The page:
When Bremer became the ruler of Baghdad in 2003, security agencies – especially the much-feared intelligence unit – had already disappeared. Bremer’s disbanding of the army was recognition of reality. If he had issued a general pardon and reassembled the security forces, this could have extended the war, given that Saddam and his two sons were still at large, and would have loved to see their forces reconstituted and at their command.

The rules of engagement of America’s military in Iraq did not help either. These stipulated that US troops would only shoot if they were shot at. This meant that Baghdad – then a city of six million – was not policed at all, which was an invitation for brigands and terrorists to form groups and sow death and destruction.

When the Saddam regime collapsed, former security personnel became too scared to show their faces for fear of reprisal. And they were right. After the downfall of the regime, Iran deployed what came to be known as the Battalions of Death – Iraqis who hunted down a long list of former military and Baath officials. In the government, Iran and its Iraqi allies enacted unfair policies, such as de-Baathification, which criminalized the majority of Iraqi state personnel, military or civilians.

America imagined a post-Saddam Iraq similar to post-Nazi Europe. The problem was that Iraqis, and behind them Tehran, were not interested in justice, only in revenge. America played along. It was this, not disbanding the security forces, that was America’s mistake.

When Washington finally realized its errors on security and de-Baathification, it rectified them by increasing its number of troops and using tribal muscle. Sunnis were invited back to Baghdad, despite Tehran’s protest. With such measures, violence in Iraq declined to its pre-2003 levels.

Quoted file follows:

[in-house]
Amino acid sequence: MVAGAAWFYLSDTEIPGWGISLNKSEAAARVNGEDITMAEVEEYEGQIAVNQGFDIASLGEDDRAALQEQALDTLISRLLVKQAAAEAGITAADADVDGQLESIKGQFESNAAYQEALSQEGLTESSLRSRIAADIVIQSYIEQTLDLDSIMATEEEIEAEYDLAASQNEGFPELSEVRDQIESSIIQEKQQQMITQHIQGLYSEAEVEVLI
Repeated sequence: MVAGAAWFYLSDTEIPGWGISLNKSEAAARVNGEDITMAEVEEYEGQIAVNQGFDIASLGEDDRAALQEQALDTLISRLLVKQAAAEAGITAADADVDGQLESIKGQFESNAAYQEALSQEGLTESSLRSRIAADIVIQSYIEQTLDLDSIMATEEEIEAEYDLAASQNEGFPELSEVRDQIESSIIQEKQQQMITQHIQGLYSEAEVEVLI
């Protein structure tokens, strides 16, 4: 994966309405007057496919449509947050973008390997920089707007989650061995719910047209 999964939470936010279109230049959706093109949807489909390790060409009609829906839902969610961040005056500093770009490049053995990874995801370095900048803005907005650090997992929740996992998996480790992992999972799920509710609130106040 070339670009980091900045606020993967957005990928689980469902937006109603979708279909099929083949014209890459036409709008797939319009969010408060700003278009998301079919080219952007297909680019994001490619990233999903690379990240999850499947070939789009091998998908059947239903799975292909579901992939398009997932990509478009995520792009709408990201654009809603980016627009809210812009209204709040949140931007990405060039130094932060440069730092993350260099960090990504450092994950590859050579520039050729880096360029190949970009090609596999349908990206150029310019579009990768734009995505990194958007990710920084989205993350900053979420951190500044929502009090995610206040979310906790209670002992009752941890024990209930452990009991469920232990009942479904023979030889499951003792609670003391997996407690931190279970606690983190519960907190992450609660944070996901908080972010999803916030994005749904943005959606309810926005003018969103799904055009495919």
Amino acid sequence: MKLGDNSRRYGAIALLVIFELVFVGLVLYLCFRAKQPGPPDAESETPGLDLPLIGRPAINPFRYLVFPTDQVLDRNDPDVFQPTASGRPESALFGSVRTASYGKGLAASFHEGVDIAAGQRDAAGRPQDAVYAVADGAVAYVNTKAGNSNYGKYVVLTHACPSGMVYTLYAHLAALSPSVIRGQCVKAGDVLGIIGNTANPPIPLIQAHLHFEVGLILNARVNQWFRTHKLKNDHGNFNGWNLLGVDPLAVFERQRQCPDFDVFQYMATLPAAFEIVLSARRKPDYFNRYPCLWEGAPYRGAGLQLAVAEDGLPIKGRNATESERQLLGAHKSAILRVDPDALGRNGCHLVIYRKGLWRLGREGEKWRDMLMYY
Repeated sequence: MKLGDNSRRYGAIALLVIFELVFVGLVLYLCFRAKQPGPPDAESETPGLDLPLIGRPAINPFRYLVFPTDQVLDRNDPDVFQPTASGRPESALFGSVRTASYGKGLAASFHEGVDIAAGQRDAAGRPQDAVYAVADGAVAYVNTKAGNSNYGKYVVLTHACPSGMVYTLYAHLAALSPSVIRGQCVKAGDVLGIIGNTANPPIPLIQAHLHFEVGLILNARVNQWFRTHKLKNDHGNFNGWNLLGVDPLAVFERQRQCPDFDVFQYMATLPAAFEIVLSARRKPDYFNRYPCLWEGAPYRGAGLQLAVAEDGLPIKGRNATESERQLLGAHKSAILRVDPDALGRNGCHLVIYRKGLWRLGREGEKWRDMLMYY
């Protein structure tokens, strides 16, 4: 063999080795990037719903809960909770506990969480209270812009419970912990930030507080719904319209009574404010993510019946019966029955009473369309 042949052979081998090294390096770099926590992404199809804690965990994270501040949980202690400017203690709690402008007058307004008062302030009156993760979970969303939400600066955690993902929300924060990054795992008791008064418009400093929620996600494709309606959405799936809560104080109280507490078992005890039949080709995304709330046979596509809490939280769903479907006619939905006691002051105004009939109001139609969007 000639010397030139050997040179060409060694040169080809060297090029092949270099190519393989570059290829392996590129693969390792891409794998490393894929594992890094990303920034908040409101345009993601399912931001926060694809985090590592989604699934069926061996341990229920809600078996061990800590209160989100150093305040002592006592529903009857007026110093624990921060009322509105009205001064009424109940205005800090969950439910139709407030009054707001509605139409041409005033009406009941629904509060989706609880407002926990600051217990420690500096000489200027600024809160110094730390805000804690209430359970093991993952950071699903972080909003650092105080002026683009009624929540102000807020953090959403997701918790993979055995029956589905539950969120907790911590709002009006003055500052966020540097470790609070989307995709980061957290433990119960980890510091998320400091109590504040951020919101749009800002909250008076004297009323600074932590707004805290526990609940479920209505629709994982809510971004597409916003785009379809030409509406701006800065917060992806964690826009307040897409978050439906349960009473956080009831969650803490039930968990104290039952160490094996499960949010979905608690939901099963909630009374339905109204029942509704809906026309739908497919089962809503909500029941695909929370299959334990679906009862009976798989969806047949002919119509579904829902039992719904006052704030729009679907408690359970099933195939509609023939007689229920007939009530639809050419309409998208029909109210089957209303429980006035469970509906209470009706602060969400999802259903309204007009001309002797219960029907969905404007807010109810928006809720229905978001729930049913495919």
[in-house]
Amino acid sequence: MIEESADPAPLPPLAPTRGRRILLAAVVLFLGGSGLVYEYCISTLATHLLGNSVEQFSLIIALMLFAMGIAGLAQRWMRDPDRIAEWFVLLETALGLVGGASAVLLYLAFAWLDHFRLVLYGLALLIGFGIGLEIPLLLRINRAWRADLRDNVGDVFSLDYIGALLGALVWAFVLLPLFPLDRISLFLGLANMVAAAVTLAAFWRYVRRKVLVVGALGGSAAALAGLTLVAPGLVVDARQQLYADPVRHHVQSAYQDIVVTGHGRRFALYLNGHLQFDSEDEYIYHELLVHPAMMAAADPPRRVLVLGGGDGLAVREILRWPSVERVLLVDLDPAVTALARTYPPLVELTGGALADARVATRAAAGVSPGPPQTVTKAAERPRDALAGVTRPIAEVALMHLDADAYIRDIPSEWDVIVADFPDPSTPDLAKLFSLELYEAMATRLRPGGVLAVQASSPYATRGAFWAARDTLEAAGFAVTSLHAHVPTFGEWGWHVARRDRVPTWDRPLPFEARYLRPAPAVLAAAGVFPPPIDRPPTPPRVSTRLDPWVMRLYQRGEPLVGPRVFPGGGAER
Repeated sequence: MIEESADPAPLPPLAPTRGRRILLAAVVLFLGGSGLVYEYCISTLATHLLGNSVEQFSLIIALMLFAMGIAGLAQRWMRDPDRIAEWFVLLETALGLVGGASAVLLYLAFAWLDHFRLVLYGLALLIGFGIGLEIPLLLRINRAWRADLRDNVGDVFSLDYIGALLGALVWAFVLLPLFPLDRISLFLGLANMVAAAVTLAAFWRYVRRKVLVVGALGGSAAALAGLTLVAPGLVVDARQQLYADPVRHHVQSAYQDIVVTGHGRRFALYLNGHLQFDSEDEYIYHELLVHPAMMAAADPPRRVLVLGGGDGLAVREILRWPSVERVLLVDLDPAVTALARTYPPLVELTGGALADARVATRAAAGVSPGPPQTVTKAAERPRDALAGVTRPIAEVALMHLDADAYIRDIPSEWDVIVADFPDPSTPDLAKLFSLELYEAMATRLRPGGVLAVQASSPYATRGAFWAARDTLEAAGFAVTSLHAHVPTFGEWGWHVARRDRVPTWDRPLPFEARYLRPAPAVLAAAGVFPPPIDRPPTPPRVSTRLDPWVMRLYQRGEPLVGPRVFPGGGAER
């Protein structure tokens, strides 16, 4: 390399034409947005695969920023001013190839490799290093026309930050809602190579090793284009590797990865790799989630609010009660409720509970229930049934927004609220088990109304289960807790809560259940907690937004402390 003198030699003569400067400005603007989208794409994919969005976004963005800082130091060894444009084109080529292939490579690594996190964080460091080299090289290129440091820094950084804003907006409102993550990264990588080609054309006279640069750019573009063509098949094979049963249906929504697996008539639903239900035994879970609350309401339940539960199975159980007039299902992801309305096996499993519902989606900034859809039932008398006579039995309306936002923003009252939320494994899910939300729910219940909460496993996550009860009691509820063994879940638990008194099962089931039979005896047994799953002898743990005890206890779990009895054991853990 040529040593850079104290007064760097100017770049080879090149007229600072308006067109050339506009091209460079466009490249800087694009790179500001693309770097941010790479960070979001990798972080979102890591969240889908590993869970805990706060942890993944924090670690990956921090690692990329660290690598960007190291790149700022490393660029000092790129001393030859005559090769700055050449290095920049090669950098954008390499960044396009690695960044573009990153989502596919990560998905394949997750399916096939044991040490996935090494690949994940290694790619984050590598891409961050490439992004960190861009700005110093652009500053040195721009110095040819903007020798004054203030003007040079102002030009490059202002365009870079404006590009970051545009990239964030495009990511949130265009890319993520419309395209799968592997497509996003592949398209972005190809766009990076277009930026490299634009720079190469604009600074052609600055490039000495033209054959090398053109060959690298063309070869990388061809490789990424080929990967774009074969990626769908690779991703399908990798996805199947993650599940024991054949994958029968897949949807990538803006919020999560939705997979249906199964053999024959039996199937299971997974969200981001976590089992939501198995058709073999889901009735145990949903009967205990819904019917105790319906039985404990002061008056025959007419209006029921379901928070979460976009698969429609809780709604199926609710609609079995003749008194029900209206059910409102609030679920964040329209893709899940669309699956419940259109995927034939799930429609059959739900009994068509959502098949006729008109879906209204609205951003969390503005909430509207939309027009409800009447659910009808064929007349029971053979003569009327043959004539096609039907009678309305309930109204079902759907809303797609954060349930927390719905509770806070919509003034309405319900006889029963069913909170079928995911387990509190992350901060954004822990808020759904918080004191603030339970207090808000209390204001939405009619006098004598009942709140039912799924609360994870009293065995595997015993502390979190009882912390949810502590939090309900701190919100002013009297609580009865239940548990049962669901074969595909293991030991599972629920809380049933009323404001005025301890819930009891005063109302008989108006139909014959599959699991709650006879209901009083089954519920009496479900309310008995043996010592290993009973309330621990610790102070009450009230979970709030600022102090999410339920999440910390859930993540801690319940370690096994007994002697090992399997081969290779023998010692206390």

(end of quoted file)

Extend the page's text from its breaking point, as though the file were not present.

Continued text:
But by the time America had fixed Iraq, a new president had arrived in the White House, and Washington took its eyes off the ball. Barack Obama believed that his “Grand Bargain” with Iran would be the Middle East’s silver bullet. He wanted to restore Tehran to its role as the regional cop, on behalf of America, like it was under Shah Mohamed Reza Pahlavi.

But Iran took Iraq from Obama and never delivered its part of the bargain. It resumed hunting down Sunnis, thus reviving terrorist groups. Violence levels in Iraq shot to peak levels last recorded in 2006.

Many people who talk about the Iraq War today imagine a linear line between the downfall of Saddam in 2003 and the rise of ISIS in 2014. Such reasoning is wrong. Bush’s war spiked violence in 2006, but Bush’s surge of troops restored order by 2009. It was Obama’s disengagement, and his handing over of Iraq’s keys to Maliki and Iran, that undid Bush’s stabilization, and allowed the resurgence of ISIS and violence.

The rise of ISIS, in Iraq and across the region, was the result of Obama opening up to Iran, not because Bush took down Saddam Hussein. Perhaps a revised history of the war in Iraq would read something like this: Had we known that Obama would become president in 2009, we would have never supported Bush’s Iraq War in 2003.

Hussain Abdul-Hussain is the Washington bureau chief of Kuwaiti daily Al-Rai and a former visiting fellow at Chatham House in London.